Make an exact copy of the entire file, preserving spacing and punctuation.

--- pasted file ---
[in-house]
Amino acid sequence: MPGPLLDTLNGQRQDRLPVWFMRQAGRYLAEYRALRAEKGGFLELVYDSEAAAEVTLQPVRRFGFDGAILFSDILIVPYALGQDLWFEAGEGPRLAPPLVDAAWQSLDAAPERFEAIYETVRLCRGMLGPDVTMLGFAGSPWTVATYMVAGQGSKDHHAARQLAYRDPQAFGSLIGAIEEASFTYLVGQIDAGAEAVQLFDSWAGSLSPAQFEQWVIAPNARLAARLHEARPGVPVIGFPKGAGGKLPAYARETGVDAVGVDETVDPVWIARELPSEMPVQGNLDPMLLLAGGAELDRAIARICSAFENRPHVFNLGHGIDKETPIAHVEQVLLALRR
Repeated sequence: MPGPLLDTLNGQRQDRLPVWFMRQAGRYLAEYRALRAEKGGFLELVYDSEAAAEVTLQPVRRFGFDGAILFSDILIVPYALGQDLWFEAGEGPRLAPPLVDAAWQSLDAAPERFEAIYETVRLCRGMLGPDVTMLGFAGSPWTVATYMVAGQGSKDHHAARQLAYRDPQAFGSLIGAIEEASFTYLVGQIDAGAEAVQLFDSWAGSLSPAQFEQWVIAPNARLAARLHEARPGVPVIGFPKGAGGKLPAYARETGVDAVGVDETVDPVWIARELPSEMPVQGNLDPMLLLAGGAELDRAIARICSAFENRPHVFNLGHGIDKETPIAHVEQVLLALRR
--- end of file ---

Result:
[in-house]
Amino acid sequence: MPGPLLDTLNGQRQDRLPVWFMRQAGRYLAEYRALRAEKGGFLELVYDSEAAAEVTLQPVRRFGFDGAILFSDILIVPYALGQDLWFEAGEGPRLAPPLVDAAWQSLDAAPERFEAIYETVRLCRGMLGPDVTMLGFAGSPWTVATYMVAGQGSKDHHAARQLAYRDPQAFGSLIGAIEEASFTYLVGQIDAGAEAVQLFDSWAGSLSPAQFEQWVIAPNARLAARLHEARPGVPVIGFPKGAGGKLPAYARETGVDAVGVDETVDPVWIARELPSEMPVQGNLDPMLLLAGGAELDRAIARICSAFENRPHVFNLGHGIDKETPIAHVEQVLLALRR
Repeated sequence: MPGPLLDTLNGQRQDRLPVWFMRQAGRYLAEYRALRAEKGGFLELVYDSEAAAEVTLQPVRRFGFDGAILFSDILIVPYALGQDLWFEAGEGPRLAPPLVDAAWQSLDAAPERFEAIYETVRLCRGMLGPDVTMLGFAGSPWTVATYMVAGQGSKDHHAARQLAYRDPQAFGSLIGAIEEASFTYLVGQIDAGAEAVQLFDSWAGSLSPAQFEQWVIAPNARLAARLHEARPGVPVIGFPKGAGGKLPAYARETGVDAVGVDETVDPVWIARELPSEMPVQGNLDPMLLLAGGAELDRAIARICSAFENRPHVFNLGHGIDKETPIAHVEQVLLALRR